Missions to Mir in 1994:
*Deorbit date for Progress vehicles and Mir modules
**Members of long-term (EO) expeditions are shown in bold
Expedition 15-16 (EO-15-16)
At the beginning of 1994, the 14th long-term crew was finishing its work onboard the station. The 15th expedition arrived to Mir on Jan. 10. Four days later, Tsibliev and Serebrov boarded the Soyuz TM-17 spacecraft and undocked from the station, with their last assignment to photograph the docking system of the Kristall module, which would be used by the crew of the Shuttle Atlantis in 1995 to link up with Mir. During the maneuver, the crew of the Soyuz TM-17 briefly lost control of the spacecraft, which was enough for the vehicle to hit Mir, poking thermal blanketing on the module.
Fortunately, the Soyuz did not sustain significant damage and everything worked well during landing.
The 15th expedition of Mir was relieved on July 3 with the arrival of the 16th crew.
In August, during the docking of the Progress M-24 spacecraft with the Mir, a seven-ton cargo vehicle missed its docking port on Mir, instead hitting the station as many as four times. The rendezvous was aborted and the attempt was repeated, this time with success. Engineers traced the problem to the newly added Kvant-2 and Kristall modules of the station. Their skins apparently reflected the signals of the docking radio-systems, distorting measurements performed during docking to the front port of the core module.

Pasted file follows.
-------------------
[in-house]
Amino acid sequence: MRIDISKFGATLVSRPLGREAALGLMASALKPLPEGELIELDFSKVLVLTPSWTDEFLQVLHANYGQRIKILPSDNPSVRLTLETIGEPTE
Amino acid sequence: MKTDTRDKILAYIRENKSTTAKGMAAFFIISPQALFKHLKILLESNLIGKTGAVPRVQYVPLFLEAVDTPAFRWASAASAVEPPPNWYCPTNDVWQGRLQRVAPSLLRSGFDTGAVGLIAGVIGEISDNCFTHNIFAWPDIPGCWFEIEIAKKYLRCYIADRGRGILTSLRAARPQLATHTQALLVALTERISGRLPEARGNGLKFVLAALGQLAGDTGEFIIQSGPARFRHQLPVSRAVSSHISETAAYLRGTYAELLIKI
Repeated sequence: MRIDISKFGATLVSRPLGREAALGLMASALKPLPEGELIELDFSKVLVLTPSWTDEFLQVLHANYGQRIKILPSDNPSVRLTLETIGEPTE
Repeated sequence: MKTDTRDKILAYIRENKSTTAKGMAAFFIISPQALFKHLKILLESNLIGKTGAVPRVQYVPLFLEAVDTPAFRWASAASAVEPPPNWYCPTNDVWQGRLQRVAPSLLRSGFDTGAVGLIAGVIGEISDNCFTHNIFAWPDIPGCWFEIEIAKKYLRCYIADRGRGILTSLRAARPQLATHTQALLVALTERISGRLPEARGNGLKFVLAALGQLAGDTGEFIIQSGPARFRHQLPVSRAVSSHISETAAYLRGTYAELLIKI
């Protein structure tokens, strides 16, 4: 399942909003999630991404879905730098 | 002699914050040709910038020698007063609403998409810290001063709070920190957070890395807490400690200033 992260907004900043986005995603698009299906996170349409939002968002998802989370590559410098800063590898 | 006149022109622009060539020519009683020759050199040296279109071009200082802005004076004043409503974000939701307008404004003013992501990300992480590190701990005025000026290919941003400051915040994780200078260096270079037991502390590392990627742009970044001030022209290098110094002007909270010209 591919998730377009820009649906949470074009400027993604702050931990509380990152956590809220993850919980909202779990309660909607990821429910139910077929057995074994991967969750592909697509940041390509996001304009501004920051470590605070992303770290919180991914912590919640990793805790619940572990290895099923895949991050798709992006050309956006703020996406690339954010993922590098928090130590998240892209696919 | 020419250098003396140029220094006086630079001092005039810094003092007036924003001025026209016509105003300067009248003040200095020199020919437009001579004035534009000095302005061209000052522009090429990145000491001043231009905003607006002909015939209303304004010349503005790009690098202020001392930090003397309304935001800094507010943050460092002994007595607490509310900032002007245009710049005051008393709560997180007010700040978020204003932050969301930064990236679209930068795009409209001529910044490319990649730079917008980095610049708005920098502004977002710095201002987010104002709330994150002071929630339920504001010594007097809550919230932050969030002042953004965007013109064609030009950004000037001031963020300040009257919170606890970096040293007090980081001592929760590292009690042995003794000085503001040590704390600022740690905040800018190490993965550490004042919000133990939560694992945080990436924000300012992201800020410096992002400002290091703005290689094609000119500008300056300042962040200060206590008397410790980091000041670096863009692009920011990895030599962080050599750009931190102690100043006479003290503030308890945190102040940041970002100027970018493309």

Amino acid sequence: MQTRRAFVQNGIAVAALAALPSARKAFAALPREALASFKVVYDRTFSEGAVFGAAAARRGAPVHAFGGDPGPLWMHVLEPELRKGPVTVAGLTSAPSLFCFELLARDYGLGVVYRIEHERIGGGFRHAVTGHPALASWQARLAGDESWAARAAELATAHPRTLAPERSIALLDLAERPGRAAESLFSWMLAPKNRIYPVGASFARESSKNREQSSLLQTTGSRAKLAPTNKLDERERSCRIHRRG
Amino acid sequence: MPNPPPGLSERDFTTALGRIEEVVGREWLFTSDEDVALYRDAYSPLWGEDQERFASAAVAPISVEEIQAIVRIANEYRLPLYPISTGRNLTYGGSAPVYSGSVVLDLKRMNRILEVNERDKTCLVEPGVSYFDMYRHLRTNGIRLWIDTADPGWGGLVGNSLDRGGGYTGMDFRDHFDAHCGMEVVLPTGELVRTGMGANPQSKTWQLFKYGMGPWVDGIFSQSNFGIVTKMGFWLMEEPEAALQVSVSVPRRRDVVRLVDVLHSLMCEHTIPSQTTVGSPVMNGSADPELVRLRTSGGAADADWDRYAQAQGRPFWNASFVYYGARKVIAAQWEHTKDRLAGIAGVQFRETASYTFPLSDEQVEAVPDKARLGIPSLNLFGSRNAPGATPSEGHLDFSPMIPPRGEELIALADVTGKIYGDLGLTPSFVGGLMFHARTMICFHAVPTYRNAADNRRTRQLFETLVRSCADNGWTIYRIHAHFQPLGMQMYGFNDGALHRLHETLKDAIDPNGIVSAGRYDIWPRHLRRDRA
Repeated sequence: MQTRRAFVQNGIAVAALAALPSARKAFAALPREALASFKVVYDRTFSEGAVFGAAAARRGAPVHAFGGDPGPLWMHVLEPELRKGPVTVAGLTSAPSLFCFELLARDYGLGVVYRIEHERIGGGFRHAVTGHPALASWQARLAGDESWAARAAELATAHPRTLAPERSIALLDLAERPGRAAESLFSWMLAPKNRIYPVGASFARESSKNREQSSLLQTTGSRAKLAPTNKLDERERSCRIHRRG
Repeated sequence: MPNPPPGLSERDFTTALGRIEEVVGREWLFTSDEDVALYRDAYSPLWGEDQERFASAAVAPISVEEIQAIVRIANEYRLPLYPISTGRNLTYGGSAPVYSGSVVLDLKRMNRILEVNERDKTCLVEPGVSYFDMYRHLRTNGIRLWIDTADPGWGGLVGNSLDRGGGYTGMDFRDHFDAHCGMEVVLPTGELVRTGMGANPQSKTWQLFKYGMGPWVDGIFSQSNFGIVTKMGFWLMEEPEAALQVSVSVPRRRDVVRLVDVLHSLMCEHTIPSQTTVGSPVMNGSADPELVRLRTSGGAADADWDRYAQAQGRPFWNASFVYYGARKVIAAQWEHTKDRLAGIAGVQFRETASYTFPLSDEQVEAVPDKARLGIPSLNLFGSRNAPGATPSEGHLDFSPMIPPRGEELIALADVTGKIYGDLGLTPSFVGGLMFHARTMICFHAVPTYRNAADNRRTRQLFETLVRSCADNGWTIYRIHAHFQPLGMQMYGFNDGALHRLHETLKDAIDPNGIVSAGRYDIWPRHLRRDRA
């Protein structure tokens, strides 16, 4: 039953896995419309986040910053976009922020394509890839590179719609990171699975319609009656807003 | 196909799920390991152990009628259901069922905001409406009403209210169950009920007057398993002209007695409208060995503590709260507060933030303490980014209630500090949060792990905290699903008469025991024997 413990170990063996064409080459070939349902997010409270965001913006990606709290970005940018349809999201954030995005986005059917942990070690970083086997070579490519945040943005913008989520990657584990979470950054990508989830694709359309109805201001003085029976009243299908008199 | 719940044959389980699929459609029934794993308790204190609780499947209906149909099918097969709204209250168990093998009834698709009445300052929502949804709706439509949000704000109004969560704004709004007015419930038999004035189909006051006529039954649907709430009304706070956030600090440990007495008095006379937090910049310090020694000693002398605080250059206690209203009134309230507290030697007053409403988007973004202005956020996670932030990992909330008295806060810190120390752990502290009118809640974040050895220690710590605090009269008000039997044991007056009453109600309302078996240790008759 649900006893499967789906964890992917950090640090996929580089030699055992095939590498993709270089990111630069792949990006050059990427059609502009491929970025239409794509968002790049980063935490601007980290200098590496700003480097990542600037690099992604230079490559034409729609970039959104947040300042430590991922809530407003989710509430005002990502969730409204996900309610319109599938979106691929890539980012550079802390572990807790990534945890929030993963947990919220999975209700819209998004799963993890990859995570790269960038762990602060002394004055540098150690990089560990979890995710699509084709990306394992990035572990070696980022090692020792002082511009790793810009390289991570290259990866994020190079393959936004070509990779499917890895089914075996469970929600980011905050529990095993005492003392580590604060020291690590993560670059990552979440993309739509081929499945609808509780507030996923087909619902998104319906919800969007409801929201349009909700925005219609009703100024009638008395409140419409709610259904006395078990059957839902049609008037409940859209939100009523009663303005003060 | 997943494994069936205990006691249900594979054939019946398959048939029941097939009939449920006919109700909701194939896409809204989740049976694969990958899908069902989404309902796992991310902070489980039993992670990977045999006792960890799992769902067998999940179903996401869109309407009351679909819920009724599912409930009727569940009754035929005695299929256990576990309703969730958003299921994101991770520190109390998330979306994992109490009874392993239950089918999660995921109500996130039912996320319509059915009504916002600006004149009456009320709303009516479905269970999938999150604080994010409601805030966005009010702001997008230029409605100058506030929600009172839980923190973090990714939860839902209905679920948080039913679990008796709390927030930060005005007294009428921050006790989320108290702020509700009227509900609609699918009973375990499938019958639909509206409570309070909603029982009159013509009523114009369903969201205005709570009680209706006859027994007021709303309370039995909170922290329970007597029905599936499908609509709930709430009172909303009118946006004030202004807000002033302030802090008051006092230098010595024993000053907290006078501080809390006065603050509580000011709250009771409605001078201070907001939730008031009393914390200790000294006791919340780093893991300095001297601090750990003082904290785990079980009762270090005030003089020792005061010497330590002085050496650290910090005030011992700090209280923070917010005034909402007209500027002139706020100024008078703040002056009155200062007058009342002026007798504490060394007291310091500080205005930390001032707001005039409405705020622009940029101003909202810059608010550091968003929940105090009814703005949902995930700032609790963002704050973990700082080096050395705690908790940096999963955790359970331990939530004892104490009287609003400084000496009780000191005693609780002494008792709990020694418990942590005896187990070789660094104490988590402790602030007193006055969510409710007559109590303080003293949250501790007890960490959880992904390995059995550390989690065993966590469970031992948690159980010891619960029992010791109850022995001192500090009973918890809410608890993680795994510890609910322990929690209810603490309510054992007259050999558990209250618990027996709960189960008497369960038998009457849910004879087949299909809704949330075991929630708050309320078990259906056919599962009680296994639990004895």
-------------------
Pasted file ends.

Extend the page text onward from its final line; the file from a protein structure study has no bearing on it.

The incident with the Progress M-24 prompted the implementation of the new docking measurement process, originally developed for the Buran program. The new method was to be tested during the docking of the next manned expedition to the station in October 1994. (52)
The 17th crew boarded Mir on October 6, 1994. It included German astronaut Ulf Merbold, who stayed onboard the station for almost a month and returned home with the 16th crew on Nov. 4, 1994.
Next page: Mir operations in 1995
The Soyuz TM-18 spacecraft blasts off from Baikonur on Jan. 8, 1994. Credit: RKA
The Soyuz TM-20 spacecraft blasts off from Baikonur on Oct. 3, 1994. Credit: RKA